This is a rare condition which causes epilepsy in children. Since it was first reported in 1972 there have been over 50 cases reported worldwide. It is caused by an abnormality in chromosome number 20. Chromosomes are structures within each cell in the body which hold our genetic material. Each human being has 23 pairs of chromosomes. That is 46 in total. When viewed down a microscope, chromosomes usually look fairly straight.
In R20 a little piece of genetic material is missing from each end of one of the number 20 chromosomes and the ends fuse together to form a ring. This happens to the developing baby very early in pregnancy. It happens sporadically (by chance) and therefore does not affect more than one child in each family.
The first symptom of R20 is usually epilepsy and can start at any time from day one of life until 17 years. Patients may have mild learning difficulties before the start of epilepsy.
There are a variety of seizure types. Nocturnal (night time) seizures are frequent and may not be noticed. Complex partial seizures can take on many forms including head turning, jerking of one or more limb and episodes of altered consciousness with repetitive mouth movements. Tonic-clonic and absence seizures can also happen.
People with R20 seem particularly prone to episodes of non-convulsive status epilepticus (NCSE). This is happens when there is continuous abnormal electrical activity from the brain and is associated with a change of behaviour, ranging from mild confusion to a severe altered state of consciousness. These can last from 30 minutes to days or even weeks in some cases.
The start of epilepsy in R20 often comes before a decline in the person’s learning abilities and behaviour. Behaviour problems may be severe and can deteriorate to the extent that many children are referred to a child psychiatric service before the diagnosis is made.
Examining the child’s chromosomes under a microscope makes the diagnosis. This involves a blood test.
Severe epilepsy with periods of non-convulsive status epilepticus (NCSE) associated with the start of learning and behaviour difficulties may suggest a diagnosis of Ring Chromosome 20. Some electroencephalogram (EEG) features seem to be fairly common in R20 and may again suggest the diagnosis.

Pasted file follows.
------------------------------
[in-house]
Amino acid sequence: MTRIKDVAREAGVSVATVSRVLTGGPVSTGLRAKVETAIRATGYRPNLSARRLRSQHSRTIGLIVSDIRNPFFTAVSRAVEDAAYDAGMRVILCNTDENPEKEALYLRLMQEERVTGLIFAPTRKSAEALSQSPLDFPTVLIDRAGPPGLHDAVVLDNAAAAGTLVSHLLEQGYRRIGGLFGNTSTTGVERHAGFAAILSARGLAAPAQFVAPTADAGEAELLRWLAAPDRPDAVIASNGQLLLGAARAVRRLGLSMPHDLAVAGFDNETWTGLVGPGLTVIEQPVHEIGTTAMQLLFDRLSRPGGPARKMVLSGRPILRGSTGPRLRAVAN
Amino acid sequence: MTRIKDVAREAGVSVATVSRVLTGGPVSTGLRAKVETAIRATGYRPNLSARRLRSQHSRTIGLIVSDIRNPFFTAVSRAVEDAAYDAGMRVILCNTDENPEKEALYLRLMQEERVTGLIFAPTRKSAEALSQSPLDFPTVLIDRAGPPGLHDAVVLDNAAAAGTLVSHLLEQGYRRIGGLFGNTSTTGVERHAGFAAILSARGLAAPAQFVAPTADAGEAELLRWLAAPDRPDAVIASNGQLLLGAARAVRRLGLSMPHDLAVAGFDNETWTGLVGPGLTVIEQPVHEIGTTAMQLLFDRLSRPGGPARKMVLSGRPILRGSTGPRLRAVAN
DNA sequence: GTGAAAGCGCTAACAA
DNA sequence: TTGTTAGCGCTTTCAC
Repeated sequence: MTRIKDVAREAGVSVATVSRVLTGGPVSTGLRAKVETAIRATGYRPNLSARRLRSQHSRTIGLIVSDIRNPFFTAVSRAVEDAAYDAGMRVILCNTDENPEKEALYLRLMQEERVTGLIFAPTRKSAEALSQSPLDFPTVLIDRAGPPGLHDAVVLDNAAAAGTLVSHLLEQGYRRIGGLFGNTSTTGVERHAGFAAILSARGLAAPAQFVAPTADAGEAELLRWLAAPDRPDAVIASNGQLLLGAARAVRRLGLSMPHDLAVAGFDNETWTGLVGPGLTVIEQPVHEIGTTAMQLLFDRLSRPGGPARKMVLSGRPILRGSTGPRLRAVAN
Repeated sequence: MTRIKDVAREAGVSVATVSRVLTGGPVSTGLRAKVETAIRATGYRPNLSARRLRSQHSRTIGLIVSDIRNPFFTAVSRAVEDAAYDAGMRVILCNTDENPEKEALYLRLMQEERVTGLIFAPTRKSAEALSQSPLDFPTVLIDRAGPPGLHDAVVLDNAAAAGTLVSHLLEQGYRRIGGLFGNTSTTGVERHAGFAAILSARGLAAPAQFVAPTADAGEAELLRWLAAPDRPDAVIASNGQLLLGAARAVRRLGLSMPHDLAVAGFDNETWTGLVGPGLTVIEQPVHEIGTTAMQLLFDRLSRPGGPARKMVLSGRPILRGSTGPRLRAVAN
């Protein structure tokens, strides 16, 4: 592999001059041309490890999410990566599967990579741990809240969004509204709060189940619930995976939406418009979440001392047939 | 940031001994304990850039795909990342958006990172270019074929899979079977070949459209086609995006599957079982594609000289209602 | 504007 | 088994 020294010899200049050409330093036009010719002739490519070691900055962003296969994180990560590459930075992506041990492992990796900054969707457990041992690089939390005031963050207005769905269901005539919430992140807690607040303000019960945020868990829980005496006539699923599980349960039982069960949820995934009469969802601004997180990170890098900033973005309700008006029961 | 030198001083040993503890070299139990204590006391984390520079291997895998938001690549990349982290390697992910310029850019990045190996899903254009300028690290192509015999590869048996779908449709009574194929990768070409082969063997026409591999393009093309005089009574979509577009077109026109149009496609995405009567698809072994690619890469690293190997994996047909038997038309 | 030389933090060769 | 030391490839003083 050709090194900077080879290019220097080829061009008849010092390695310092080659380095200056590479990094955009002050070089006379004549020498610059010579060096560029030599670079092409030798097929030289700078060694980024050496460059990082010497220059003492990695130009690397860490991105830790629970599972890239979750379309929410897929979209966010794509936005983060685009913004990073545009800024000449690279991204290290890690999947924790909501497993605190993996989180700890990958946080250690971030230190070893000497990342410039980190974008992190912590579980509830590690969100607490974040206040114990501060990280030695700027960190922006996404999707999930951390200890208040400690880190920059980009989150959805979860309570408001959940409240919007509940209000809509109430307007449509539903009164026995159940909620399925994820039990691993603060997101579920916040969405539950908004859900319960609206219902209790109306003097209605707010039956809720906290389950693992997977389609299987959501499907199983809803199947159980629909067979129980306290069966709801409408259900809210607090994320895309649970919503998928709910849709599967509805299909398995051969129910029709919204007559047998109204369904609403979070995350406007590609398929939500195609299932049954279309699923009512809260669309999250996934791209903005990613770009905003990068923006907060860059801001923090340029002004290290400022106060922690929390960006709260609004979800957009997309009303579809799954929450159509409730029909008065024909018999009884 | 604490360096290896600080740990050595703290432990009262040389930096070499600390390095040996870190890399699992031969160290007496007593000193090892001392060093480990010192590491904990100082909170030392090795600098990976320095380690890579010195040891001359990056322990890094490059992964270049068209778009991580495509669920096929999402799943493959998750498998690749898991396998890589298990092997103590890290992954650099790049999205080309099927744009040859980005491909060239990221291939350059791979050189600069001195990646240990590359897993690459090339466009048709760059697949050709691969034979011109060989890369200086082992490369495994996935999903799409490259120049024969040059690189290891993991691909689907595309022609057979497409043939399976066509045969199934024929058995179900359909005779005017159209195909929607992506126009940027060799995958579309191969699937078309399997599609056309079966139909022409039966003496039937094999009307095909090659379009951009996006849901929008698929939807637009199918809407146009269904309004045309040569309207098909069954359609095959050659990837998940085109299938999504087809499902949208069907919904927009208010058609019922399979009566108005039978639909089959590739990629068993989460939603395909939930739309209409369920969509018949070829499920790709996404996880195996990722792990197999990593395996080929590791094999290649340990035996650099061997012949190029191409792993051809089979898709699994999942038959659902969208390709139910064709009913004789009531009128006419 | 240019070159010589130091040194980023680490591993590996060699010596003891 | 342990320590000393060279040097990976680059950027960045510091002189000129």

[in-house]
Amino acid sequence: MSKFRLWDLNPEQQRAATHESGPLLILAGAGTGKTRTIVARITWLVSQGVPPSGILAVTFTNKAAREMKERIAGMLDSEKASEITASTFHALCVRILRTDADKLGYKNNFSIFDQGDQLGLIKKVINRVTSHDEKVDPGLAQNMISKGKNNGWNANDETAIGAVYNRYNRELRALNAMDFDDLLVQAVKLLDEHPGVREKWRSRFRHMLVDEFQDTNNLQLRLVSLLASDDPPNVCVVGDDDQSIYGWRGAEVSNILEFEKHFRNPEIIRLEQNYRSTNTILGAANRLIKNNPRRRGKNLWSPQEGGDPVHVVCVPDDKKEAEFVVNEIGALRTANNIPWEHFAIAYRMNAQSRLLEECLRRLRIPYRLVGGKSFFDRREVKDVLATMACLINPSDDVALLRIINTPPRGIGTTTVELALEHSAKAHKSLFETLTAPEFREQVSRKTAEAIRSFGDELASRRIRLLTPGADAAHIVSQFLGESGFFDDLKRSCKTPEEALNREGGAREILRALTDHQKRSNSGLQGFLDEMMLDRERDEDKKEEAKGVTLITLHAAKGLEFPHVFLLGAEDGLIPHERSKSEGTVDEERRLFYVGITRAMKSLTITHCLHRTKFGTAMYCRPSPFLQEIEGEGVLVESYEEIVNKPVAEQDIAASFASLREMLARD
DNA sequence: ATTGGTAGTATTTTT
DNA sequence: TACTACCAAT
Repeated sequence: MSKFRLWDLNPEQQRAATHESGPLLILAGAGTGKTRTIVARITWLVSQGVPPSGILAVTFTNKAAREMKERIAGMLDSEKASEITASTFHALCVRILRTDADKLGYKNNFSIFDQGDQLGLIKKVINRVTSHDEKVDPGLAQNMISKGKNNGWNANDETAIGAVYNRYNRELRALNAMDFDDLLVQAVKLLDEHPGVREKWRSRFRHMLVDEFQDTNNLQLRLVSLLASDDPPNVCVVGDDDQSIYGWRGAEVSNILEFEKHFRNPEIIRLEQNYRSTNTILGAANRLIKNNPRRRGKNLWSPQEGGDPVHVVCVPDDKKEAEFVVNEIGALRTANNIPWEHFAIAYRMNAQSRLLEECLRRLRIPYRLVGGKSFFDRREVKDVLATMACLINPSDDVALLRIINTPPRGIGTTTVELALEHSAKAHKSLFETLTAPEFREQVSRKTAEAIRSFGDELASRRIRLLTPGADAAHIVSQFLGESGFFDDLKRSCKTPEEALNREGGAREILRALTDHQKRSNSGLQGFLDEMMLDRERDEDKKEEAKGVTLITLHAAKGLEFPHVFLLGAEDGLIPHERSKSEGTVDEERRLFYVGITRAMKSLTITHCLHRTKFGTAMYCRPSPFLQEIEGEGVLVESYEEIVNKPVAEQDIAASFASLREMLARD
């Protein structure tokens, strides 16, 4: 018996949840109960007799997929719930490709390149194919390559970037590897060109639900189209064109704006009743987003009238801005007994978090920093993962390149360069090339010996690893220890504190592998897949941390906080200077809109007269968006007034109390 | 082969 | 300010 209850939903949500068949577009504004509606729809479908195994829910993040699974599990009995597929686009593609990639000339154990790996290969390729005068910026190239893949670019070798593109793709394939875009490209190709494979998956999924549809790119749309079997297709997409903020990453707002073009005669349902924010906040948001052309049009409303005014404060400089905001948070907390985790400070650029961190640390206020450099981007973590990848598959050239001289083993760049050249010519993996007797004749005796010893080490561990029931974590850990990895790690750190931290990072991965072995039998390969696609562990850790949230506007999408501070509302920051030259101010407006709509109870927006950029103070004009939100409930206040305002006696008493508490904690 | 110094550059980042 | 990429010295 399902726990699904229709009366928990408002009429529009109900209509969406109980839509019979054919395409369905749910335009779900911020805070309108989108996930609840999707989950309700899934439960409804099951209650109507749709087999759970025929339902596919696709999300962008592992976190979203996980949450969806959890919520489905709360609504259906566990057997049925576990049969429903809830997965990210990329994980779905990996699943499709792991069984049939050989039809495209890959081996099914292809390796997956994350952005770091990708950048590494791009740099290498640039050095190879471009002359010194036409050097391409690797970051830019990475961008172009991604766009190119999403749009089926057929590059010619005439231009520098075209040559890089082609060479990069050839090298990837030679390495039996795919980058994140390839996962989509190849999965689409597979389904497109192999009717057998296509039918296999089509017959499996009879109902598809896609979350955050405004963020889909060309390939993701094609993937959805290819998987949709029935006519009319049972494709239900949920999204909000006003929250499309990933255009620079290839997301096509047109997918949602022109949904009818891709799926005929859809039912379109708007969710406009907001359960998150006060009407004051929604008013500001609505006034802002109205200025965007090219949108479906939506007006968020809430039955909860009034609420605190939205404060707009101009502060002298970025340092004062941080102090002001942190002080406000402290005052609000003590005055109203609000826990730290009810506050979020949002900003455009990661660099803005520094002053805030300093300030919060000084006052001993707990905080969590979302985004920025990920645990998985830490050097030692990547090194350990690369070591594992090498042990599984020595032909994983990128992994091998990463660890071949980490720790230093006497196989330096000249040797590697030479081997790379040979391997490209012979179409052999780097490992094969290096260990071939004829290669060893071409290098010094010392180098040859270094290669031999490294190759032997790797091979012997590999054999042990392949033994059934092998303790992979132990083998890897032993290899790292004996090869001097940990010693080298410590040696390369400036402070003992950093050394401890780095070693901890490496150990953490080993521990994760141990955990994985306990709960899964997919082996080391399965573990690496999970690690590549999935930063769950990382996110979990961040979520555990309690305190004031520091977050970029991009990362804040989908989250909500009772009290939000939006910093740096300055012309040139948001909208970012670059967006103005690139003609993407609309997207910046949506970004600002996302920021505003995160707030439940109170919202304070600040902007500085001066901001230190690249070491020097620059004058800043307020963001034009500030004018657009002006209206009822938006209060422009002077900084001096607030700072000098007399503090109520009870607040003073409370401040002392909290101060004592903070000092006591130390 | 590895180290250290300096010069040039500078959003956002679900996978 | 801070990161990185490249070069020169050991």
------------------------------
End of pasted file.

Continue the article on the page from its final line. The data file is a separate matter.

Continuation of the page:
Unfortunately, because the condition is so rare, the diagnosis is often delayed. Brain scans are normal in children with R20.
The epilepsy associated with R20 syndrome is difficult to control. No single anti-epileptic drug has been shown to be particularly effective in this condition and multiple drugs either in isolation or in combination may be tried. There are a small number of single case reports suggesting that vagal nerve stimulation may be effective in R20.
Periods of NCSE are also difficult to treat. Short-term treatment with benzodiazepines (clobazam, midazolam, diazepam) or steroid medications (prednisolone) may be used to treat these episodes but the person often has further episodes of NCSE when these.
The long-term prognosis of R20 is variable and depends on the person, the severity of the epilepsy and the associated learning and behavioural problems. More studies are needed to clarify the longer-term outlook for people with R20.
- The Ring Chromosome 20 Foundation, www.ring20.org, email email@example.com, telephone 01708 403620
- Contact a Family, 209-211 City Road, London, EC1V 1JN, telephone 0808 808 3555, www.cafamily.org.uk
Because this page is written by an epilepsy healthcare professional and not by Epilepsy Action, it falls outside the requirements of the Information Standard.
Epilepsy Action is indebted to Dr Richard Appleton, a Consultant Paediatric Neurologist who specialises in children’s epilepsy, and to Dr Rachel Kneen, Consultant Paediatric Neurologist and Dr Stewart Macleod, Specialist Registrar in paediatric neurology, at Alder Hey at Alder Hey Children’s Hospital, Liverpool, who have kindly prepared this information.